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Implant keeps dog breeding options open

A temporary and reversible option to control reproduction in dogs is now available in New Zealand.

This comes in the form of a small implant placed under the male dog’s skin by a veterinarian. It is called Suprelorin and is manufactured by Virbac, a well-known international animal health company with a strong presence in New Zealand.

The company says it introduced this option to give dog owners more choice and freedom when it comes to breeding.

“More homeowners want to know and consider all available options before making a final decision,” he says. “Suprelorin offers an alternative for dog owners who are concerned about surgery or anesthesia or who are unsure whether permanent sterilization is best for their animal and wish to keep their options open.”

The product works by suppressing testosterone production. Testosterone is essential for sperm production and influences the behavior of male dogs.

No anesthesia is required for the procedure, and it can be done in the clinic during a consultation. About 6 weeks after implant placement, sperm is not produced for at least the next 6 months and a male dog will not be able to mate successfully with a female dog.

Meanwhile, testosterone-induced male behavior like urine marking, roaming for female dogs in heat, and competition and dominant behavior can also be treated using Suprelorin.

Although guaranteed to last at least 6 months, the product is known to be effective for up to 18 months. The company claims there are no side effects and the dog will return to normal fertility approximately 2 months after testosterone levels return to normal.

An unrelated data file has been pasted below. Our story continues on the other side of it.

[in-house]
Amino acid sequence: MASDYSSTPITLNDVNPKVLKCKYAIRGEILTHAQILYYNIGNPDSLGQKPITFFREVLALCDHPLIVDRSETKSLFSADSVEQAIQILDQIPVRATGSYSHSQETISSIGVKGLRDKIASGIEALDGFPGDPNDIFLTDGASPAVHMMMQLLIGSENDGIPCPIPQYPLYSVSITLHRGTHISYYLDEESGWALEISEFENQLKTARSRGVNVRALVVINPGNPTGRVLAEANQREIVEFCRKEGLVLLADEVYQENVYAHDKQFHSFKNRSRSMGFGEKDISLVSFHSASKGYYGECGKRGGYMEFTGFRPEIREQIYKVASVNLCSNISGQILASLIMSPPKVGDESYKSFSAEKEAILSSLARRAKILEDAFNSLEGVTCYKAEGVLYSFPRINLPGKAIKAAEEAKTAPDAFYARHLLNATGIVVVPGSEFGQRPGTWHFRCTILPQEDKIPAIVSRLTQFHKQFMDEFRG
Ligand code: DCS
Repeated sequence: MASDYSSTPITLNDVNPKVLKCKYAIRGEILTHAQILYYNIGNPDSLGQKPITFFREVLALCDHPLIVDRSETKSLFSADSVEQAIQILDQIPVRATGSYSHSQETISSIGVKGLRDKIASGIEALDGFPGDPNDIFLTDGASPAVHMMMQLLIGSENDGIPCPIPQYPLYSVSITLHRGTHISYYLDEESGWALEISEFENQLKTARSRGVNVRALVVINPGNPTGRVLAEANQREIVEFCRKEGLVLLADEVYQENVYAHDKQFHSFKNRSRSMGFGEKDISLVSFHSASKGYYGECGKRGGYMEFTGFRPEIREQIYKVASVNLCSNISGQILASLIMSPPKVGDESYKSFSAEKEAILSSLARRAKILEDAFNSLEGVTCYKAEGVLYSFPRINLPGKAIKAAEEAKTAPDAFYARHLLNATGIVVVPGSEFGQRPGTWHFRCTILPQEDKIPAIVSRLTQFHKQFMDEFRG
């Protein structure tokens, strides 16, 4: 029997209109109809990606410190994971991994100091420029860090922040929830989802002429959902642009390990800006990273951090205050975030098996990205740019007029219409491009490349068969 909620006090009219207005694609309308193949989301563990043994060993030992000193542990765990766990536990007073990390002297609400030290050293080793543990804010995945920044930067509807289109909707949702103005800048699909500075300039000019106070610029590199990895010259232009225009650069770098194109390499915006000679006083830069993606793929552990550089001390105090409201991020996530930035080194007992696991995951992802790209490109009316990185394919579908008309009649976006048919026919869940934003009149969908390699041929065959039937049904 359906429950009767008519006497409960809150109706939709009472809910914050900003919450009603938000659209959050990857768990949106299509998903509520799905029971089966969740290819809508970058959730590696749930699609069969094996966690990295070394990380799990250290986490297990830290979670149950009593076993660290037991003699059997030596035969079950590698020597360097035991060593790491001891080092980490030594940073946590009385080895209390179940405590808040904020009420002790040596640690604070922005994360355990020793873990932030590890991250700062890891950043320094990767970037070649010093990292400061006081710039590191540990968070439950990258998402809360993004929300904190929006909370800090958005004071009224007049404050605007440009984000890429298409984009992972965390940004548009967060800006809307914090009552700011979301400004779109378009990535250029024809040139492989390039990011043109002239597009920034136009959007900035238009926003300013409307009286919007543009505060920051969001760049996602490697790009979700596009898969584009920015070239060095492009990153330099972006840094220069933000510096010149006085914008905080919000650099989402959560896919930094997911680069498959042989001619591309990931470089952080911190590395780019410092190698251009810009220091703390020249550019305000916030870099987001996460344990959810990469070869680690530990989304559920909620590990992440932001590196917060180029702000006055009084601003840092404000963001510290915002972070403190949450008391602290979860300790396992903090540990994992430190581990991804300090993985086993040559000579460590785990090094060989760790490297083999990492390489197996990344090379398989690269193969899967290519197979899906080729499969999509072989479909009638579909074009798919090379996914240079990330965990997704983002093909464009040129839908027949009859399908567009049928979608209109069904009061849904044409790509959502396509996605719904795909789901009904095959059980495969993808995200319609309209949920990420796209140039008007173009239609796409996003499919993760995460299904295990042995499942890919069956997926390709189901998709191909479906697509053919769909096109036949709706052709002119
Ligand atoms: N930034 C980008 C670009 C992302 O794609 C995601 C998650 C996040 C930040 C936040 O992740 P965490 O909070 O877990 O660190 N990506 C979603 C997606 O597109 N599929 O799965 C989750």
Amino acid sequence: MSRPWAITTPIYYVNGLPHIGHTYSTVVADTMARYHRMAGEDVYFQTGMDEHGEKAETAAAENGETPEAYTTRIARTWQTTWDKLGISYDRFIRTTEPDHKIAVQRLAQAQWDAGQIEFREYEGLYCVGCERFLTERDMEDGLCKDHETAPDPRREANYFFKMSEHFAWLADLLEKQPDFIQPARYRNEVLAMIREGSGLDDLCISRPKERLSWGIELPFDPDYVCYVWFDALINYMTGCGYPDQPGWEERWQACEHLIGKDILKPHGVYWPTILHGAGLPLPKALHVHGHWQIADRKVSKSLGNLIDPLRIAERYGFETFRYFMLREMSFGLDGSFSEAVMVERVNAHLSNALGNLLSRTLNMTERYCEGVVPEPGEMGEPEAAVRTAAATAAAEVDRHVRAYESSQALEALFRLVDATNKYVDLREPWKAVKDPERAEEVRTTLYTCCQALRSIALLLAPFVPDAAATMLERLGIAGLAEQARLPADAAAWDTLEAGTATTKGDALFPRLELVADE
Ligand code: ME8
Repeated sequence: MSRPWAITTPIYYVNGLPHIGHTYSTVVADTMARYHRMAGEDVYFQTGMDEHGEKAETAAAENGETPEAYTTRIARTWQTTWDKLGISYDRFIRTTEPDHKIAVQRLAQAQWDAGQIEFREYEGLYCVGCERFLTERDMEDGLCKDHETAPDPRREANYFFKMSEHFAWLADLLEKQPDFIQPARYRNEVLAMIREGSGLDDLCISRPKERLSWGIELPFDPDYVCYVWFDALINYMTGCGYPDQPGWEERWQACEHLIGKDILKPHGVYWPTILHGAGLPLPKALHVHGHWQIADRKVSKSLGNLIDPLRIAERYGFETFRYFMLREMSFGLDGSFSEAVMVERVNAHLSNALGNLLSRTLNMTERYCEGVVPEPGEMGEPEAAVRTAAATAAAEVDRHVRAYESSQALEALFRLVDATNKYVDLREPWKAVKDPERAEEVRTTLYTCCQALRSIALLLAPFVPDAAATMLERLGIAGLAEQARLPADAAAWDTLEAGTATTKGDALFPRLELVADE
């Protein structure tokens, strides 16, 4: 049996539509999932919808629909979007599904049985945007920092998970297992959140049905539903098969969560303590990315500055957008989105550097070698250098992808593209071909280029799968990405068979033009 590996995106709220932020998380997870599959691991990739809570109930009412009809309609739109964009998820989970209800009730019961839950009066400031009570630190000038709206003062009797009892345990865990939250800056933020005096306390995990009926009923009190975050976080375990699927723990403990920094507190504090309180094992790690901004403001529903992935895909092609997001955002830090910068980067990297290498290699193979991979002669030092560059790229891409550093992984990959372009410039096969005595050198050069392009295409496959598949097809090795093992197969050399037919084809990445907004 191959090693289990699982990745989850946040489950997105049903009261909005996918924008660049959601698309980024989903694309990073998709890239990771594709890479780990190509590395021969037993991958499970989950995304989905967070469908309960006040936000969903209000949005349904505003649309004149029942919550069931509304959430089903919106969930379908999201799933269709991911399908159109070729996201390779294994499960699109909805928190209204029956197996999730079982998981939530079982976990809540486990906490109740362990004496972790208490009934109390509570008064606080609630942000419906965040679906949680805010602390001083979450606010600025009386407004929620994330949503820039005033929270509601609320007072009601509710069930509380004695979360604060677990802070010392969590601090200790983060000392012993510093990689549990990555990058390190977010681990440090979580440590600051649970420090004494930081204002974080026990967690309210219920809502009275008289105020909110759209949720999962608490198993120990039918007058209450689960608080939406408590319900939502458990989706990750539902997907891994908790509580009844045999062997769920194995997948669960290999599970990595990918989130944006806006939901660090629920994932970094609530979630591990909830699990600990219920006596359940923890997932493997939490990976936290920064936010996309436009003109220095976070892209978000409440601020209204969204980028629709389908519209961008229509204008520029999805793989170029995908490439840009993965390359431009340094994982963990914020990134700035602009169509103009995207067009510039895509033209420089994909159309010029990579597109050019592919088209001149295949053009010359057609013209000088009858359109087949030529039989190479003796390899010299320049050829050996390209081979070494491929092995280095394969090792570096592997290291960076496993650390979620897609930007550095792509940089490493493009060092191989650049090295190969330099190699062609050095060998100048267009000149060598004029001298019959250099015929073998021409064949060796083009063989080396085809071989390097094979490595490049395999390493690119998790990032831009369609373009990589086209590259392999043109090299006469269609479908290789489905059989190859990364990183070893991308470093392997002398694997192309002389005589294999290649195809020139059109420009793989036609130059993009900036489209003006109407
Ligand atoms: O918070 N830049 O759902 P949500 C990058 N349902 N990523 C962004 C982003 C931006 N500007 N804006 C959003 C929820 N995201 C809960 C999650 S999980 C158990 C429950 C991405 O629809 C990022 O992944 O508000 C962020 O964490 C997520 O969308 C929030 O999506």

A veterinarian can easily monitor blood testosterone levels or other visual signs in the dog that will also signal the return of breeding ability. The implant is usually not removed. However, if you want to ensure uninterrupted infertility, it is recommended to repeat the implantation after 6 months.

A recent trial of New Zealand working dogs showed that dogs with the implant experienced no changes in behavior or work behavior and lost interest in female dogs (even those in heat) . There was also no change in levels of aggression (although the dogs in the trial had no history of aggression).

Feedback from dog owners revealed that they appreciated not having to separate dogs from female dogs during heat periods, which avoided mismating. They also liked that they could still breed from dogs in the future and all said they would use Suprelorin again.

Breeders are advised to speak to their veterinarian about Suprelorin, a reversible contraceptive implant for male dogs.

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